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Partial classes feel like inheritance to me. Sometimes I find myself wondering weather I should derive or partialize or make an extension. All three extend the behavior of a type.

Some things that helps me decide between equivalent mechanisms are:

  • What element of OO programming does it leverage?

  • Is it considered a first choice or a fall back?

Am I correct in viewing partial classes like inheritance and should their use be limited to certain special cases?

A bonus would be if someone could give me some historical background - who thought them up? was their a specfic problem that they originally solved, comparable to how extension methods facilitated LINQ?

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4 answers from a combined ~700K points - much appreciated – Aaron Anodide Sep 19 '11 at 18:09
In C++, there was never a requirement that all methods of a class be defined in one file. – Gabe Sep 19 '11 at 18:10
Related/Dupe: Why use partial classes? – Henk Holterman Sep 19 '11 at 18:11
i know - its amazing how oftem my C++ background causes me to walk down the road of less-than-best practices even after 10 years of C# – Aaron Anodide Sep 19 '11 at 18:11

Partial types aren't inheritance, plain and simple.

Partial types are simply a way of separating the code for a single type into multiple source files - typically so that some can be designer-generated and others not. Nothing more or less than that.

The specific problem they solved was that separation between designer code and manual code - avoiding the "do not touch this bit of the file!" problem which existed in .NET 1.1 with WinForms code.

Note that WinForms in .NET 2+ and WPF have slightly different models - in WPF/Silverlight, the "extra source file" isn't even present to be checked in - it's generated from the XAML as part of the build process, just before the type itself is compiled. (You can still find the generated code, typically with called SomeType.g.cs, in the obj output directory.)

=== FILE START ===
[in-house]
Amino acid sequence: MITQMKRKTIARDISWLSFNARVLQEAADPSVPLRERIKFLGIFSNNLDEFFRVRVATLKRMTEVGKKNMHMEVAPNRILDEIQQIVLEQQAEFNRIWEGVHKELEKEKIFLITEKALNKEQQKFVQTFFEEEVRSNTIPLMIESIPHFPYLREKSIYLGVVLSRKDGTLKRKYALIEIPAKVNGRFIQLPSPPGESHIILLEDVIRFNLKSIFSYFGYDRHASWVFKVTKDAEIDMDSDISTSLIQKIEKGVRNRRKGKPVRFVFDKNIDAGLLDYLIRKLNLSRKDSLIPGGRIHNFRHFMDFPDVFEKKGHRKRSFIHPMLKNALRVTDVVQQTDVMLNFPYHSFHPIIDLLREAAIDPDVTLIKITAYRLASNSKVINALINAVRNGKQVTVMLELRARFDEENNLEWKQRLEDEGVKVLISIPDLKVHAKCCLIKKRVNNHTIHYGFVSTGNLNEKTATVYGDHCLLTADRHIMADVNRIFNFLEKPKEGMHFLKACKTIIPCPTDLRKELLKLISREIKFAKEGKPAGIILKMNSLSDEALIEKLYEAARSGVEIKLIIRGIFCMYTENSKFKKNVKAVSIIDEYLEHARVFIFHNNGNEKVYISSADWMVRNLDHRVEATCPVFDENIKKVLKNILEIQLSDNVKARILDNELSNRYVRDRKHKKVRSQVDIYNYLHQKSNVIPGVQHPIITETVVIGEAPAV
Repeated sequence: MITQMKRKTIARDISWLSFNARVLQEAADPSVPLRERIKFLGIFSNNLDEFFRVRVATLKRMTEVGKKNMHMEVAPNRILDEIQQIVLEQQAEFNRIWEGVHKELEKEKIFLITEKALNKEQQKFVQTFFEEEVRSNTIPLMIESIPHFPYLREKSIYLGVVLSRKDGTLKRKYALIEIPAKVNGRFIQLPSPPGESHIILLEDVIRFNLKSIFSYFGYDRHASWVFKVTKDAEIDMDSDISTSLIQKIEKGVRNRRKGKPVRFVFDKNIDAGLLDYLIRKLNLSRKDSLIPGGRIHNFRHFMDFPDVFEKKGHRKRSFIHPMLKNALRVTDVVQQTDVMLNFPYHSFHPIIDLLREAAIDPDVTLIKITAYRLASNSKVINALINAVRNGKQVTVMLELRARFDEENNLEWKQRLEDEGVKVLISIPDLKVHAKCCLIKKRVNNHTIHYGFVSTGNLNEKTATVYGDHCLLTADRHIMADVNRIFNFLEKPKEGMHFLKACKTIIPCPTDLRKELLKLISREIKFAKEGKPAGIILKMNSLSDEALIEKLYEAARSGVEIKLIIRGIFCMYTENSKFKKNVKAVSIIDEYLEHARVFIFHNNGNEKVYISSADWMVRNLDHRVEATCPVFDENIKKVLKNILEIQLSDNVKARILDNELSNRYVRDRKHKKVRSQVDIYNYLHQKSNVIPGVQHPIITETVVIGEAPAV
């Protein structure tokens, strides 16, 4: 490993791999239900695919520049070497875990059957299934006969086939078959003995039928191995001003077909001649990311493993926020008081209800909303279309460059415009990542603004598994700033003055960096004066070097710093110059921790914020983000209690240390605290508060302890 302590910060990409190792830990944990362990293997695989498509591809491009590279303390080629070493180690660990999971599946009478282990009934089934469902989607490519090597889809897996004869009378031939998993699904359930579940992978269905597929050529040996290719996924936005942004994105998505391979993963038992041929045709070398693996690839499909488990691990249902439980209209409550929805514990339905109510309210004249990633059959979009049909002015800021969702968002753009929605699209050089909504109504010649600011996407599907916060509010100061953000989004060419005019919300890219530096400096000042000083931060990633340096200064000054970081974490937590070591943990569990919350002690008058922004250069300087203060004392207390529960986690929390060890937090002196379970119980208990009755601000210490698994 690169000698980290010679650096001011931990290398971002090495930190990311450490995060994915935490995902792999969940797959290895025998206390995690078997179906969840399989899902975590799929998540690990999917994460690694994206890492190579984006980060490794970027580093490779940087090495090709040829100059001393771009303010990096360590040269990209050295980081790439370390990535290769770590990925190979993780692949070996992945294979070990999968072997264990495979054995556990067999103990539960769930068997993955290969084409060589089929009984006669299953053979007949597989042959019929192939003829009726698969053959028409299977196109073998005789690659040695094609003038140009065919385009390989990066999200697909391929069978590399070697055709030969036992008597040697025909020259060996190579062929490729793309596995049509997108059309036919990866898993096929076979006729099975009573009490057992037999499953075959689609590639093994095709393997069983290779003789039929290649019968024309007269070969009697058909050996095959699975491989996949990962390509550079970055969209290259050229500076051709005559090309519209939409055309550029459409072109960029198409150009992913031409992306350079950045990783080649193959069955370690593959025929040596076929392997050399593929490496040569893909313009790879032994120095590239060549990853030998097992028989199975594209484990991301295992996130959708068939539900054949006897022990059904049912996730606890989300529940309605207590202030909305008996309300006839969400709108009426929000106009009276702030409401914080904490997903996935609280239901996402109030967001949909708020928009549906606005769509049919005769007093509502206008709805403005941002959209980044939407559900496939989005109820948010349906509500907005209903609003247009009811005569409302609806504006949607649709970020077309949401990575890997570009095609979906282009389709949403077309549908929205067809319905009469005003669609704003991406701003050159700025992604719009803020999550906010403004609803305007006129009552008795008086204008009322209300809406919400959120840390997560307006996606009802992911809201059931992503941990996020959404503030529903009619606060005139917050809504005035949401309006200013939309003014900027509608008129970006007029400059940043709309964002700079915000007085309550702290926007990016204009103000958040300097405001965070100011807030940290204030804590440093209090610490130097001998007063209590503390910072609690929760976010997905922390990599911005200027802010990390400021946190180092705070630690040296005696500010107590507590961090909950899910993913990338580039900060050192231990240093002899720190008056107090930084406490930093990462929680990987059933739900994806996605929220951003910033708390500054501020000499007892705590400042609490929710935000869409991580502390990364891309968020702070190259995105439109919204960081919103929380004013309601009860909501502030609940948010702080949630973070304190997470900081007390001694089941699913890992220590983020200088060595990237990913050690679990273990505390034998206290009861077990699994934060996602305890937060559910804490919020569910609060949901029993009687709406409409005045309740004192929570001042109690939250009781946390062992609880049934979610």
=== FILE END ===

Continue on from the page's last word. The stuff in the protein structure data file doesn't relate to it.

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Am I correct in viewing partial classes like inheritance and should their use be limited to certain special cases?

Partial classes are just an organizational method. They are in no way related to inheritance, as, once compiled, they "disappear" entirely.

It's just a way to split your code up between multiple files.

That being said, I personally would only recommend using partial classes to extend a class that's being generated by a tool, such as a UI designer, a service contract, an ORM, etc. Using partial classes for your own code tends to lead to classes that are too large, and which should be refactored into separate, smaller classes that each serve one purpose.

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Partials are a compiler feature, nothing to do with OO.

In C# they simply allow you to split a class across several separate files.

It is a way to allow generated code to live with hand crafted code without one effecting the other (a simplification of the feature, I know).

I suggest reading about the feature.

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One problem with partial classes is that they complicate inheritance. If you want to have your class inherit from another class, you must change all class declarations (each partial and the public) to inherit.

I would advise never using them outside of WinForms. If you need to extend a class without inheriting, use extension methods, they are much cleaner.

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i'm working with classes generated by xsd.exe so they are already partial – Aaron Anodide Sep 19 '11 at 18:10
WinForms is a bit limited. DataAnnotations and EF also require partial classes. – Henk Holterman Sep 19 '11 at 18:16

It is not related to OO or to any other paradigm.

And it is a fallback, it was introduced to support Tools and Designers.
For example MyForm.Designer.cs, MyDataset.Designer.cs etc.

If the code is all yours (no tools or generators) you wouldn't want to use a partial class.

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